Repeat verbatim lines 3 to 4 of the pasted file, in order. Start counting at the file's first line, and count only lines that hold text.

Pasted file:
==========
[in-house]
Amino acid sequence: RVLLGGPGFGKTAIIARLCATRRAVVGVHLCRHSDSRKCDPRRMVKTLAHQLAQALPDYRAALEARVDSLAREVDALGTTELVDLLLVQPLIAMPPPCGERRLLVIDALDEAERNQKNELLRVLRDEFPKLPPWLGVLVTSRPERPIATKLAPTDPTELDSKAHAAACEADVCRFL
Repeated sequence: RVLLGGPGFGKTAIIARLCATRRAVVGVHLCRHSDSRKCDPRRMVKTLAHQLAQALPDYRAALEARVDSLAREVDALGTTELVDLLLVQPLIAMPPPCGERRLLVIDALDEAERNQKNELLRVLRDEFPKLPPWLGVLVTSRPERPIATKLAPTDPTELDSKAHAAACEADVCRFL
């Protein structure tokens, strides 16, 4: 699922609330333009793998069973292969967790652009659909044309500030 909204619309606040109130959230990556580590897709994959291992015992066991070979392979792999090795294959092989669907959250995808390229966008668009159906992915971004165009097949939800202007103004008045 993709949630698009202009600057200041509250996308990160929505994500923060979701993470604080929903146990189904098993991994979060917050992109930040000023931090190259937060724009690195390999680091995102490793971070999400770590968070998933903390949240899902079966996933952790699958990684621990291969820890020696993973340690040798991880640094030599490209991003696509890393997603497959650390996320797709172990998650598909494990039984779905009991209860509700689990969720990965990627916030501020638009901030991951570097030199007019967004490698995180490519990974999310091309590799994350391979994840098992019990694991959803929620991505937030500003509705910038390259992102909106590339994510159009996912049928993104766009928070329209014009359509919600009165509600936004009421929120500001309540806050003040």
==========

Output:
Repeated sequence: RVLLGGPGFGKTAIIARLCATRRAVVGVHLCRHSDSRKCDPRRMVKTLAHQLAQALPDYRAALEARVDSLAREVDALGTTELVDLLLVQPLIAMPPPCGERRLLVIDALDEAERNQKNELLRVLRDEFPKLPPWLGVLVTSRPERPIATKLAPTDPTELDSKAHAAACEADVCRFL
């Protein structure tokens, strides 16, 4: 699922609330333009793998069973292969967790652009659909044309500030 909204619309606040109130959230990556580590897709994959291992015992066991070979392979792999090795294959092989669907959250995808390229966008668009159906992915971004165009097949939800202007103004008045 993709949630698009202009600057200041509250996308990160929505994500923060979701993470604080929903146990189904098993991994979060917050992109930040000023931090190259937060724009690195390999680091995102490793971070999400770590968070998933903390949240899902079966996933952790699958990684621990291969820890020696993973340690040798991880640094030599490209991003696509890393997603497959650390996320797709172990998650598909494990039984779905009991209860509700689990969720990965990627916030501020638009901030991951570097030199007019967004490698995180490519990974999310091309590799994350391979994840098992019990694991959803929620991505937030500003509705910038390259992102909106590339994510159009996912049928993104766009928070329209014009359509919600009165509600936004009421929120500001309540806050003040």